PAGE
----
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The American Civil War: Interpretations Of Democracy

1598 words - 7 pages

One of the most convoluted themes in history is that of the meaning of war. The American Civil War specifically offers many differing explanations as to the true cause for which over 600,000 men dedicated and lost their lives. The Civil War was particularly so, in that there was no universal acceptance of the objectives or causes of the war from either side. Leaders from the Union and the Confederacy delineated distinctly different reasons for fighting, magnifying the hostility between the two regions both before and during wartime. The Confederacy insisted that, based on overwhelming sentiments, its secession was an inevitability that was within the bounds of constitutional law. The South justified this secession and subsequent violence by claiming that the federal government had become tyrannical and was infringing on state rights. In the years leading up to the Civil War, a matter that was pertinent for both sides was the issue of the implementation of slavery into newly admitted states as the nation expanded westward. The subject of slavery in this instance was more political than it was moral, as the issue revolved around the concept of representation in Congress. The North focused its efforts on preventing the union from dividing into separate factions. From the Union standpoint, the Civil War represented a fight to protect the union of the states and the future of democracy for the entire world. The Civil War, for both the Union and the Confederacy, was a fight for the preservation of each side’s conception of legal and natural rights as they pertain to liberty for all.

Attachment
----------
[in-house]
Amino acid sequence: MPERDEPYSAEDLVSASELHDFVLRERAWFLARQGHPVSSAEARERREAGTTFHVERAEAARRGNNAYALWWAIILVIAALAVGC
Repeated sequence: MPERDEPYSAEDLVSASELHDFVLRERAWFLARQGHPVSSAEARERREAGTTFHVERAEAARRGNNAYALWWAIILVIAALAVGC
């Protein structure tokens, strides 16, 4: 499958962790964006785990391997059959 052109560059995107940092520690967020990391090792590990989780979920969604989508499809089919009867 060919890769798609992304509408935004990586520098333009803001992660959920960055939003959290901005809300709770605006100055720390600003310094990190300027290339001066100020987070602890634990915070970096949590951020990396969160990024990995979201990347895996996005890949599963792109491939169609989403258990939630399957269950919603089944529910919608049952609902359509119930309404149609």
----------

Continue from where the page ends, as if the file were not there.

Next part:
Throughout the war, both sides put forth a substantial effort toward gaining support from nations abroad. Foreign acknowledgement and support of southern secession was of utmost importance to the Confederacy. Jefferson Davis directed his Second Inaugural Address not only to the people of the Confederacy, but also to a foreign audience. Davis insisted to the countries of Europe that recognition of the Confederate States as a separate, legitimate entity would be of even greater economic benefit to their commerce (Davis, 107). However, Davis by no means implies that the Confederate States are reliant upon foreign nations for economic survival, as he explains that any lack of exchanged goods between the two nations would only “serve to divert our industry from the production of articles for export and employ it in the commodities for domestic use” (Davis, 99). The Confederacy strove to appear both capable of acting as an independent and valuable body in an international market and also oppressed by a tyrannical national government. The South called upon the idea that they had simply attempted to lawfully and peacefully separate from the “disparaging discrimination, submission to which would be inconsistent with their welfare” of the Union that worked against their best interest (Davis, 45). Through these points, Davis sought validation of the Confederacy from European...

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